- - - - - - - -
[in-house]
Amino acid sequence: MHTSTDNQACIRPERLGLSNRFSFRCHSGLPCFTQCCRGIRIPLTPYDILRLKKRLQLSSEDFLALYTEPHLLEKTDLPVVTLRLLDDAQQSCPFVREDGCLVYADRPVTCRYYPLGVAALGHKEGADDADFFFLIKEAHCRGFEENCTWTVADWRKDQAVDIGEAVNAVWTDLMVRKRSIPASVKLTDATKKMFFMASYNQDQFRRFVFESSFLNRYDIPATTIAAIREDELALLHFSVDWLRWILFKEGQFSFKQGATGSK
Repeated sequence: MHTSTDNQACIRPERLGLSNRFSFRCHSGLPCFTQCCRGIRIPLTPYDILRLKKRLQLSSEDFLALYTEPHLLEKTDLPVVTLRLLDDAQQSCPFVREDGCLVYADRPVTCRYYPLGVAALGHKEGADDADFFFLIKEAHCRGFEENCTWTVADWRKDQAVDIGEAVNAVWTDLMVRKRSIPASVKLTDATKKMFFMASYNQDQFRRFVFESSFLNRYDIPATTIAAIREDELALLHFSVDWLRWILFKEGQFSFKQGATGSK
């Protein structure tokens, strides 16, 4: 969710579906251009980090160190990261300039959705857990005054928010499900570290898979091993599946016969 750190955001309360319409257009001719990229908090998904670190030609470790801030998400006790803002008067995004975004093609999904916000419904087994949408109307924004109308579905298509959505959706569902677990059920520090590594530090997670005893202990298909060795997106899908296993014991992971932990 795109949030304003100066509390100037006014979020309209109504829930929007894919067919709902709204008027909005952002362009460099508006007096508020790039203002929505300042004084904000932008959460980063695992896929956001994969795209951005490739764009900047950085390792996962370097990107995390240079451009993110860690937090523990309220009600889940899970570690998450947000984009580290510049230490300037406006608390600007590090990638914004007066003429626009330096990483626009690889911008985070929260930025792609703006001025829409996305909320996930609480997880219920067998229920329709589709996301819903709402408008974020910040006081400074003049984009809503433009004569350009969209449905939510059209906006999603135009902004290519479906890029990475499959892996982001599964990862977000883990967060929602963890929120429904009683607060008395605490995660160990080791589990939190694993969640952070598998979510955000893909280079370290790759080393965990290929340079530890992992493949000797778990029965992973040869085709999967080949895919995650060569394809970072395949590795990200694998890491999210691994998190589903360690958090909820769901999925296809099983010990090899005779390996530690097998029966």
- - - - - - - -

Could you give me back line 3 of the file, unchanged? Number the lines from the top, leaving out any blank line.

Repeated sequence: MHTSTDNQACIRPERLGLSNRFSFRCHSGLPCFTQCCRGIRIPLTPYDILRLKKRLQLSSEDFLALYTEPHLLEKTDLPVVTLRLLDDAQQSCPFVREDGCLVYADRPVTCRYYPLGVAALGHKEGADDADFFFLIKEAHCRGFEENCTWTVADWRKDQAVDIGEAVNAVWTDLMVRKRSIPASVKLTDATKKMFFMASYNQDQFRRFVFESSFLNRYDIPATTIAAIREDELALLHFSVDWLRWILFKEGQFSFKQGATGSK